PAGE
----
Source code for pennylane.kernels.utils

# Copyright 2018-2021 Xanadu Quantum Technologies Inc.

# Licensed under the Apache License, Version 2.0 (the "License");
# you may not use this file except in compliance with the License.
# You may obtain a copy of the License at

#     http://www.apache.org/licenses/LICENSE-2.0

# Unless required by applicable law or agreed to in writing, software
# distributed under the License is distributed on an "AS IS" BASIS,
# WITHOUT WARRANTIES OR CONDITIONS OF ANY KIND, either express or implied.
# See the License for the specific language governing permissions and
# limitations under the License.
"""
This file contains functionalities that simplify working with kernels.
"""
from itertools import product
import pennylane as qml


[docs]def square_kernel_matrix(X, kernel, assume_normalized_kernel=False): r"""Computes the square matrix of pairwise kernel values for a given dataset. Args: X (list[datapoint]): List of datapoints kernel ((datapoint, datapoint) -> float): Kernel function that maps datapoints to kernel value. assume_normalized_kernel (bool, optional): Assume that the kernel is normalized, in which case the diagonal of the kernel matrix is set to 1, avoiding unnecessary computations. Returns: array[float]: The square matrix of kernel values. **Example:** Consider a simple kernel function based on :class:`~.templates.embeddings.AngleEmbedding`: .. code-block :: python dev = qml.device('default.qubit') @qml.qnode(dev) def circuit(x1, x2): qml.templates.AngleEmbedding(x1, wires=dev.wires) qml.adjoint(qml.templates.AngleEmbedding)(x2, wires=dev.wires) return qml.probs(wires=dev.wires) kernel = lambda x1, x2: circuit(x1, x2)[0] We can then compute the kernel matrix on a set of 4 (random) feature vectors ``X`` via >>> X = np.random.random((4, 2)) >>> qml.kernels.square_kernel_matrix(X, kernel) tensor([[1. , 0.9532702 , 0.96864001, 0.90932897], [0.9532702 , 1. , 0.99727485, 0.95685561], [0.96864001, 0.99727485, 1. , 0.96605621], [0.90932897, 0.95685561, 0.96605621, 1. ]], requires_grad=True) """ N = qml.math.shape(X)[0] if assume_normalized_kernel and N == 1: return qml.math.eye(1, like=qml.math.get_interface(X)) matrix = [None] * N**2 # Compute all off-diagonal kernel values, using symmetry of the kernel matrix for i in range(N): for j in range(i + 1, N): matrix[N * i + j] = (kernel_value := kernel(X[i], X[j])) matrix[N * j + i] = kernel_value if assume_normalized_kernel: # Create a one-like entry that has the same interface and batching as the kernel output # As we excluded the case N=1 together with assume_normalized_kernel above, matrix[1] exists one = qml.math.ones_like(matrix[1]) for i in range(N): matrix[N * i + i] = one else: # Fill the diagonal by computing the corresponding kernel values for i in range(N): matrix[N * i + i] = kernel(X[i], X[i]) shape = (N, N) if qml.math.ndim(matrix[0]) == 0 else (N, N, qml.math.size(matrix[0])) return qml.math.moveaxis(qml.math.reshape(qml.math.stack(matrix), shape), -1, 0)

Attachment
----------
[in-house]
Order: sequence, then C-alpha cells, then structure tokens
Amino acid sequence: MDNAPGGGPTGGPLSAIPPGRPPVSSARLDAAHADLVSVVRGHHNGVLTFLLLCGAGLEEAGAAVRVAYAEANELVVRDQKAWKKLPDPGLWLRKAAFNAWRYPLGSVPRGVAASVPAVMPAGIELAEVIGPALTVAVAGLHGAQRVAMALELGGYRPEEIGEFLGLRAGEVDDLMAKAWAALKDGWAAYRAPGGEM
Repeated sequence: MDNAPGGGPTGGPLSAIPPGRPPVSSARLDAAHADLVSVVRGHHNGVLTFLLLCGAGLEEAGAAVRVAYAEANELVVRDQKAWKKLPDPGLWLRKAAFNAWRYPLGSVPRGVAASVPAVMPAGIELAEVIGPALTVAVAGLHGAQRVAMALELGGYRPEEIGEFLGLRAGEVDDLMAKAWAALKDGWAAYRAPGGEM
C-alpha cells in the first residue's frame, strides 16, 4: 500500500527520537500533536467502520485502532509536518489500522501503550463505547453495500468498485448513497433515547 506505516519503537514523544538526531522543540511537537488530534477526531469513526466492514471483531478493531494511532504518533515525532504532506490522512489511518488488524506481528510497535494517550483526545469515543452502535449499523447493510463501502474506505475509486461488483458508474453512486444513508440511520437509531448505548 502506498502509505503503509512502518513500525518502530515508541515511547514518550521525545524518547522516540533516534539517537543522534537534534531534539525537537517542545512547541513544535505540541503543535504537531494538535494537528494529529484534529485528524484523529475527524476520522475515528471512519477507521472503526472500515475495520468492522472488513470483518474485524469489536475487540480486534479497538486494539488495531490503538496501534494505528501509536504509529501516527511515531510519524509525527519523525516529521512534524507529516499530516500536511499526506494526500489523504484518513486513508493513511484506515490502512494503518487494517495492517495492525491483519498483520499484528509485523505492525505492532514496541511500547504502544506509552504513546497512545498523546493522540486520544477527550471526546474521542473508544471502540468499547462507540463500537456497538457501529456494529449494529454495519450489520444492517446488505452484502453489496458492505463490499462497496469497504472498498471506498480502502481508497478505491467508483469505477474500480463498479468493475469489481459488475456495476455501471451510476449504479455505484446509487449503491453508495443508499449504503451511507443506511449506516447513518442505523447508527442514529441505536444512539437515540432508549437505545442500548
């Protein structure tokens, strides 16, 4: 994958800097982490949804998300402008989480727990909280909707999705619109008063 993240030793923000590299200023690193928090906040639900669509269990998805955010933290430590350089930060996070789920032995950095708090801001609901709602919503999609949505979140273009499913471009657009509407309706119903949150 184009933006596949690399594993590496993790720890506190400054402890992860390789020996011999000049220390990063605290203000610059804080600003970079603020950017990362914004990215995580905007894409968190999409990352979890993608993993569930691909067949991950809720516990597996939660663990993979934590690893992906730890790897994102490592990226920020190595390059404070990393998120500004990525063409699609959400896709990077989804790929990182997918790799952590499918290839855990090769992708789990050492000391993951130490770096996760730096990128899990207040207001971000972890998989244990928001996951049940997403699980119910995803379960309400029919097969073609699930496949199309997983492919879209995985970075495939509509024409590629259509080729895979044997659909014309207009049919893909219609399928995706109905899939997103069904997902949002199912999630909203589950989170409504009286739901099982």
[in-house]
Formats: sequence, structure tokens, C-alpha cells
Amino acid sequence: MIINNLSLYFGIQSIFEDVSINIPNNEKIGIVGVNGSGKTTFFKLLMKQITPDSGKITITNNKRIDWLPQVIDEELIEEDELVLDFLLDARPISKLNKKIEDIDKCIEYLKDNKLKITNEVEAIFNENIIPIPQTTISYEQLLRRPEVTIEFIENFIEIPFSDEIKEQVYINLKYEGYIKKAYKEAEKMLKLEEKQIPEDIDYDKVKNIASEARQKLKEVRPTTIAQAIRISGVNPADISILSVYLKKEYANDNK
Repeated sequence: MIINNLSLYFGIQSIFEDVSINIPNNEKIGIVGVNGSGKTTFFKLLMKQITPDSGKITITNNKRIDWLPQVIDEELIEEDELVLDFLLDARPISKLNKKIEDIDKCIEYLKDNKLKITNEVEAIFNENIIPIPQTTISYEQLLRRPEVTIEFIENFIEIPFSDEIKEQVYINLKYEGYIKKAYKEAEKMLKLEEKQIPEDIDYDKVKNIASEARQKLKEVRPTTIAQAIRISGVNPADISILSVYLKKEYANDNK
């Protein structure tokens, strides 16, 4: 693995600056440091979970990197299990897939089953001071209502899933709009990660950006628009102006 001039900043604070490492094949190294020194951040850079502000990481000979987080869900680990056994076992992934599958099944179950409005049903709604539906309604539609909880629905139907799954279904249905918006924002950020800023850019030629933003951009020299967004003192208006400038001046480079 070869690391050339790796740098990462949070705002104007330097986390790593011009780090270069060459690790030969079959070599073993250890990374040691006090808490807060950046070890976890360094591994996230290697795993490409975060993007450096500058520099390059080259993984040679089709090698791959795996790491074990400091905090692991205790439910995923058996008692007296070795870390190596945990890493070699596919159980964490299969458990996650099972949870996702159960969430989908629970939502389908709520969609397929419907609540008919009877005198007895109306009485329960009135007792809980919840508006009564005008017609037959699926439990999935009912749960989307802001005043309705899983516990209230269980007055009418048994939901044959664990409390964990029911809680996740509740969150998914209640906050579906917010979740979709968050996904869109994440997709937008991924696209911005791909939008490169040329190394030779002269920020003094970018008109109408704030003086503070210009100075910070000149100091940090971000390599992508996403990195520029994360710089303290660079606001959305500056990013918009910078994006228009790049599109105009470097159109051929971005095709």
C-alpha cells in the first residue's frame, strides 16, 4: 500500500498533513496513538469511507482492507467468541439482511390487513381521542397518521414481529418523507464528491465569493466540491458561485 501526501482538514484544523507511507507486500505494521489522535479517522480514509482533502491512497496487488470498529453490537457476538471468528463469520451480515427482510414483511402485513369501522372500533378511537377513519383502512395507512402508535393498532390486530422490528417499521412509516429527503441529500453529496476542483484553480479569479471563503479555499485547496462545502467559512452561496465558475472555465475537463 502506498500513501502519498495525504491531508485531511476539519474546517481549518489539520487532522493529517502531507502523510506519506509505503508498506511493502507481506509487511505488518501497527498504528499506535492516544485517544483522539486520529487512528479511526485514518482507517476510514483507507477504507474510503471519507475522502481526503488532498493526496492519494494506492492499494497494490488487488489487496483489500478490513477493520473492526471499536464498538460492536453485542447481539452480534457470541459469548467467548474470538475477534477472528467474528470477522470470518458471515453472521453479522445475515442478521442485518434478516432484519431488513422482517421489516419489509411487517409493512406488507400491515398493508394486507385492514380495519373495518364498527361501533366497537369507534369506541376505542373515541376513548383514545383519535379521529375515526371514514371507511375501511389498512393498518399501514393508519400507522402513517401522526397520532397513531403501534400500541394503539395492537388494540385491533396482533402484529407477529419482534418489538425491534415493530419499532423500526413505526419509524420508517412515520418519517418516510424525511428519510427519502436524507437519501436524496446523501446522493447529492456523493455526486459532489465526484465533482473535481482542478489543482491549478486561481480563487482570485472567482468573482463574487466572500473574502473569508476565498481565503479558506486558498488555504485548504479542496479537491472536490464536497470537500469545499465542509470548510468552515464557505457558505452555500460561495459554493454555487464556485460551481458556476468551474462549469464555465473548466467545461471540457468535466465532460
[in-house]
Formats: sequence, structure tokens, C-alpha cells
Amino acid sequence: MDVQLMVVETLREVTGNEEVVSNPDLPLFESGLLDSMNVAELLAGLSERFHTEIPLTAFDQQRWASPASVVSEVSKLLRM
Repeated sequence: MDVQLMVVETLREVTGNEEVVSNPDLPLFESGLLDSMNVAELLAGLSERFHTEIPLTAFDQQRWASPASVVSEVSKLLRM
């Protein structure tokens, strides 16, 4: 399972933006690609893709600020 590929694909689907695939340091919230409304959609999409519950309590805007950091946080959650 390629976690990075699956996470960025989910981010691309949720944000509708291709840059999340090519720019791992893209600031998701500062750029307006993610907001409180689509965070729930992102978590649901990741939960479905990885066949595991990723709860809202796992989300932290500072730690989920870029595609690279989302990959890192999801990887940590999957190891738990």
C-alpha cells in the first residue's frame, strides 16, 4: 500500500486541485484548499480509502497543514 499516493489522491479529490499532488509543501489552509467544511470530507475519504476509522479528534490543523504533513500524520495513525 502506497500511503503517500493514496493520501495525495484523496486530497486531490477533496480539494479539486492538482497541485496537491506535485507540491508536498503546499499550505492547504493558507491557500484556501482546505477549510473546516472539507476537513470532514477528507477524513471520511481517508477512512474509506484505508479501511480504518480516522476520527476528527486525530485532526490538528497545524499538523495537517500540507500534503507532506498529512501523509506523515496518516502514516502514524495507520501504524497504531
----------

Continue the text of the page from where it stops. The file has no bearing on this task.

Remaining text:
[docs]def kernel_matrix(X1, X2, kernel): r"""Computes the matrix of pairwise kernel values for two given datasets. Args: X1 (list[datapoint]): List of datapoints (first argument) X2 (list[datapoint]): List of datapoints (second argument) kernel ((datapoint, datapoint) -> float): Kernel function that maps datapoints to kernel value. Returns: array[float]: The matrix of kernel values. **Example:** Consider a simple kernel function based on :class:`~.templates.embeddings.AngleEmbedding`: .. code-block :: python dev = qml.device('default.qubit') @qml.qnode(dev) def circuit(x1, x2): qml.templates.AngleEmbedding(x1, wires=dev.wires) qml.adjoint(qml.templates.AngleEmbedding)(x2, wires=dev.wires) return qml.probs(wires=dev.wires) kernel = lambda x1, x2: circuit(x1, x2)[0] With this method we can systematically evaluate the kernel function ``kernel`` on pairs of datapoints, where the points stem from different datasets, like a training and a test dataset. >>> X_train = np.random.random((4,2)) >>> X_test = np.random.random((3,2)) >>> qml.kernels.kernel_matrix(X_train, X_test, kernel) tensor([[0.88875298, 0.90655175, 0.89926447], [0.93762197, 0.98163781, 0.93076383], [0.91977339, 0.9799841 , 0.91582698], [0.80376818, 0.98720925, 0.79349212]], requires_grad=True) As we can see, for :math:`n` and :math:`m` datapoints in the first and second dataset respectively, the output matrix has the shape :math:`n\times m`. """ N = qml.math.shape(X1)[0] M = qml.math.shape(X2)[0] matrix = qml.math.stack([kernel(x, y) for x, y in product(X1, X2)]) if qml.math.ndim(matrix[0]) == 0: return qml.math.reshape(matrix, (N, M)) return qml.math.moveaxis(qml.math.reshape(matrix, (N, M, qml.math.size(matrix[0]))), -1, 0)